The devil's gully discovery trail
Le Monteil-au-Vicomte

The devil's gully discovery trail

Lakes and rivers
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Come and discover the secrets of the legendary Devil's Rock and the unspoilt nature of the Thaurion; flowing and cascading here into a huge "gully".
This trail is full of legends, evolved in a mysterious wooded atmosphere, dotted with monumental granite outcrops. At the sound of the Thaurion waterfalls, you will discover the water at the heart of nature and human activities as well as the picturesque legend of the devil's gully.

4 points of interest

  • Legend

    A diabolical legend

    The legend tells the story of the monks at the monastery in the village of Châtain who, to ensure the irrigation of their crops, had the idea of diverting water from the river via a canal. To do this, they made a deal with Satan to have the work done in one night before the cock crowed. When the work was almost finished, the monks woke the cockerel, and thus deceived the devil. The devil was so furious that he struck the "devil's rock" violently with his foot, breaking it with a thunderous din.
  • River

    A living river

    With a length of 125 kilometres, the Thaurion passes through diverse landscapes and is noted for its exceptional biological diversity, recognised by its classification as a Natura 2000 site. Bats, molluscs, birds, mammals, and insects populate this valley occupied by deciduous woodlands, moors, megaphorbs, and other meadows. The presence of freshwater pearl mussels and Brown trout are indicators of water quality, but this ecosystem is very fragile.
  • Site

    Water, hydroelectric power

    As early as the end of the 19th century, the Creusois people wanted to use the hydraulic power available to produce electricity. The city of Bourganeuf was a pioneer in this field, becoming one of the first European cities to use remotely generated electricity for street lighting in 1889. Since then, many dams/mills have been built to produce renewable energy.
  • Forestry

    Water and the forest, their interaction

    Water, an essential element for life, is essential for the growth of a forest. Conversely, trees are an integral part of the river ecosystem. Forestry is one of the main economic activities of the territory. Wood is a renewable resource. However, practices must be adapted to limit their impact on the environment and ensure their sustainability.


  1. From the car park, go towards the road by taking the track leading to the car park. Cross it and take the small staircase that leads down the slope.
  2. Turn left and follow the course of the Thaurion. After crossing the damp ground, the path climbs upwards, turning to the left.
  3. At the top, turn right, leave the stone staircase (with metal railings) that goes down to the left. Take care, awkward passage. Slip straight between the rocks to go down to the viewpoint overlooking the valley (secured by a guardrail). Once you have enjoyed the panorama, turn around, go up to the top of the staircase you left previously and take it.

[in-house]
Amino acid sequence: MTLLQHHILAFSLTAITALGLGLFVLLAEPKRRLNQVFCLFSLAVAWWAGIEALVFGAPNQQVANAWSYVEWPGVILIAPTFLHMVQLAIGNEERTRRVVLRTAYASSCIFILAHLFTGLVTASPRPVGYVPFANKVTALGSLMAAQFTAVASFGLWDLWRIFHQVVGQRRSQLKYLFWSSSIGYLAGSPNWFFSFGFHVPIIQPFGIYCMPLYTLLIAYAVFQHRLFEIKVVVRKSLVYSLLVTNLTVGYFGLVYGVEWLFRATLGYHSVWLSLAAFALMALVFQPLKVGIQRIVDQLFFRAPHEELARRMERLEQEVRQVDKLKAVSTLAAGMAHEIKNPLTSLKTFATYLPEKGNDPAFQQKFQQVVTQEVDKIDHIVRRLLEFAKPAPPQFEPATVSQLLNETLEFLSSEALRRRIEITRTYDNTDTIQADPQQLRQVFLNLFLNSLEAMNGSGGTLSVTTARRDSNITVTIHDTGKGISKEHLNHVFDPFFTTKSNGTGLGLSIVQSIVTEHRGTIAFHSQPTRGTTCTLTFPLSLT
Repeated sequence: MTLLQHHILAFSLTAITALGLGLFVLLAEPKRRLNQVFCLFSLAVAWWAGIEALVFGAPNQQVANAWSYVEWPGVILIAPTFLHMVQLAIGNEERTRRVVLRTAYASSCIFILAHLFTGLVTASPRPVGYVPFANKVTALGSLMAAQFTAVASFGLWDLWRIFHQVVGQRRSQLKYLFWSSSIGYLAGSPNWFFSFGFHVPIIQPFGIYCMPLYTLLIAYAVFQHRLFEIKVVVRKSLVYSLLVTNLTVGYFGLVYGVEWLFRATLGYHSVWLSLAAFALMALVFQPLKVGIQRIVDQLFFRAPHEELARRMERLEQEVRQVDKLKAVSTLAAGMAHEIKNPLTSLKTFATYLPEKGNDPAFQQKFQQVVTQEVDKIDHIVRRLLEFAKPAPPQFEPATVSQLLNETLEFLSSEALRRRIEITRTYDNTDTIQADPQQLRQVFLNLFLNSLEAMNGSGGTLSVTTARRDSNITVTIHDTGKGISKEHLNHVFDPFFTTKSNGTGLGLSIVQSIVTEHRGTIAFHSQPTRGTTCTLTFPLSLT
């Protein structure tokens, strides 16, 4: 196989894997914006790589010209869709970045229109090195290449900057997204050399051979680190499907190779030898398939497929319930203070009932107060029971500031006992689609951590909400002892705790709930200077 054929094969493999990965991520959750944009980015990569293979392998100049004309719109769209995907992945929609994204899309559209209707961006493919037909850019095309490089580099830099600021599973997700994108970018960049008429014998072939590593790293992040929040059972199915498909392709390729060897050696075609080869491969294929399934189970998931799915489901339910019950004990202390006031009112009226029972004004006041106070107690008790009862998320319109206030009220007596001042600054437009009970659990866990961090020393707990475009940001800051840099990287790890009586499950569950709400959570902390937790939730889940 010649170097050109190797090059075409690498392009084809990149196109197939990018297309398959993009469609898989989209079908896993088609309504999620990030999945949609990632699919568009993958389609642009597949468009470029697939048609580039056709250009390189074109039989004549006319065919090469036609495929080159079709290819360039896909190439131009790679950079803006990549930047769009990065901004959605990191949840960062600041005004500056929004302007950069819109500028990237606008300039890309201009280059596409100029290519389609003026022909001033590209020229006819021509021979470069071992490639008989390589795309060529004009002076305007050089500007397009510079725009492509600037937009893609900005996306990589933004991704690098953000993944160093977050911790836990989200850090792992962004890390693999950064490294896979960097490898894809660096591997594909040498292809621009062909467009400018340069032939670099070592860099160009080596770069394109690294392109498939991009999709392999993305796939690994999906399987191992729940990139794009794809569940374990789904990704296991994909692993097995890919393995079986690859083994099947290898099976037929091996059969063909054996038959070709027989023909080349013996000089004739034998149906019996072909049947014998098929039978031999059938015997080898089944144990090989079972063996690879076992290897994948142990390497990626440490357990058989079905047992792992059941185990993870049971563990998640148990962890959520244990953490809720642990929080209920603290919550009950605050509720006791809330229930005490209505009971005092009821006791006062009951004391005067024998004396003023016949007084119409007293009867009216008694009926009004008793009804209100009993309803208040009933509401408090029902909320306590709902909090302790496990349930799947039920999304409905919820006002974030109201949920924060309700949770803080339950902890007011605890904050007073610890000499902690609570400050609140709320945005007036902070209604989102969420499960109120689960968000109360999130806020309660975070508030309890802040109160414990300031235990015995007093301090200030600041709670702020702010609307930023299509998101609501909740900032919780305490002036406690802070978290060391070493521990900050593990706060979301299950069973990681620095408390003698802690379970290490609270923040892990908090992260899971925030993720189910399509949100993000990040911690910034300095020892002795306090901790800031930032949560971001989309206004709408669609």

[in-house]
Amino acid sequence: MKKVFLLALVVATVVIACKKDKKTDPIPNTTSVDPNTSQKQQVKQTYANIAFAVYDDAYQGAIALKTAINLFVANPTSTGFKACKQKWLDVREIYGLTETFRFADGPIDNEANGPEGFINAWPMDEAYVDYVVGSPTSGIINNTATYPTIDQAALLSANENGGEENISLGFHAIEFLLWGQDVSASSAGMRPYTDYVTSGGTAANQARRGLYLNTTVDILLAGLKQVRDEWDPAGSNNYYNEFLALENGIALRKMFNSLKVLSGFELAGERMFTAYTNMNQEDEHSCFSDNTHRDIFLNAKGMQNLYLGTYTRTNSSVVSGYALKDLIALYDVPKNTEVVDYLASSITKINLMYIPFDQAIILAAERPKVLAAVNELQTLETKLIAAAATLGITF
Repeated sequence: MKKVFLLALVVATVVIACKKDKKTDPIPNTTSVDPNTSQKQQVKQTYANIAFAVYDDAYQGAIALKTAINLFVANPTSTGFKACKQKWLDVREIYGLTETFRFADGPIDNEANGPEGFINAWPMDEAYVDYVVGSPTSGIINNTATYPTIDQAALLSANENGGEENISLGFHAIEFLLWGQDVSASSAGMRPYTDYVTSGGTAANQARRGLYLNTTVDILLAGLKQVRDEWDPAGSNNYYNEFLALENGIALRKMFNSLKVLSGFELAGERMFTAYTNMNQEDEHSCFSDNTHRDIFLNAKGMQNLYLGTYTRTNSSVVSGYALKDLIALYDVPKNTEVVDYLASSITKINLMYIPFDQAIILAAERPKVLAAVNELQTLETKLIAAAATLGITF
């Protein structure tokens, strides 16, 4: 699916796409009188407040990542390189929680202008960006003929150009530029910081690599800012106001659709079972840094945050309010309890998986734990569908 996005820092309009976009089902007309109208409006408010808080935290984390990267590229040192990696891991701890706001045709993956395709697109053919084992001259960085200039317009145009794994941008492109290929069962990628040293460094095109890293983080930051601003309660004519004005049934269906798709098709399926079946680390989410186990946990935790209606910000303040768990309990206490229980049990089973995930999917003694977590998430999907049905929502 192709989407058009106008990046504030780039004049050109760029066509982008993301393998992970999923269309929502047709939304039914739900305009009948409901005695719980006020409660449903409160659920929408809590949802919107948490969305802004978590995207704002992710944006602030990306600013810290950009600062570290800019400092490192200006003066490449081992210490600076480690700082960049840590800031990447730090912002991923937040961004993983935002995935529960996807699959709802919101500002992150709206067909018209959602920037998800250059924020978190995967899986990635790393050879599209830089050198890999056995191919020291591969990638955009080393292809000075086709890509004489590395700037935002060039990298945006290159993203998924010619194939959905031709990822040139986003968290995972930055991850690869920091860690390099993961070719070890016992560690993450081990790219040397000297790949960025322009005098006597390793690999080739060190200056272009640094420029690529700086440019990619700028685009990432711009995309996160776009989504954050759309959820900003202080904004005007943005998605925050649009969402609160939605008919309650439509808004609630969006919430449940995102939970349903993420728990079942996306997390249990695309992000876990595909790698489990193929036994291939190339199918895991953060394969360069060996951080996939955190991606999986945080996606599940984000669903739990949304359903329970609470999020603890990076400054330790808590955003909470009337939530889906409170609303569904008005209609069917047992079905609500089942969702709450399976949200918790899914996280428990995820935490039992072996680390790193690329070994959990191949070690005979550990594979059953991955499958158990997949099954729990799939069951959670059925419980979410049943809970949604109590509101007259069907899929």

4. At the bottom of the stairs, on the left, continue following the river and, after trying to see the hidden waterfall, go up to the left to observe a huge rocky outcrop, then return to the river.
  5. Go along the riverbank to a waterfall; the path goes up on the left to bypass a rocky outcrop, then goes down again (watch out for slips).
  6. Slip between the rocks and follow the bank until the next waterfall.
  7. Go down the metal staircase and take the footbridge. Take a break before leaving the river and take the wide path that climbs (very steep) to the road.
  8. Cross the road at the small stone staircase in the embankment opposite. Climb these few steps and then turn right diagonally to cross the abandoned road and head towards the road opposite.
  9. Take the path that runs along the road in the woods until you reach the top of a wooden staircase.
  10. The tarmac track climbs on the left and thus begins the return to the car park. Follow this wide track that crosses meadows and then enters a large coniferous forest.
  11. Continue straight on this track through the communal forest until you reach the foot of the Devil's Rock and the car park.
  • Departure : Devil's Rock
  • Arrival : Devil's Rock
  • Towns crossed : Le Monteil-au-Vicomte and Royère-de-Vassivière


Altimetric profile


Trail not accessible to people with reduced mobility and strollers. Walking shoes/trainers strongly recommended.

Access and parking

From Royère de Vassivière, take the RD7 towards la Rigole du Diable, the devil's gully.

Parking :

Devil's Rock

More information

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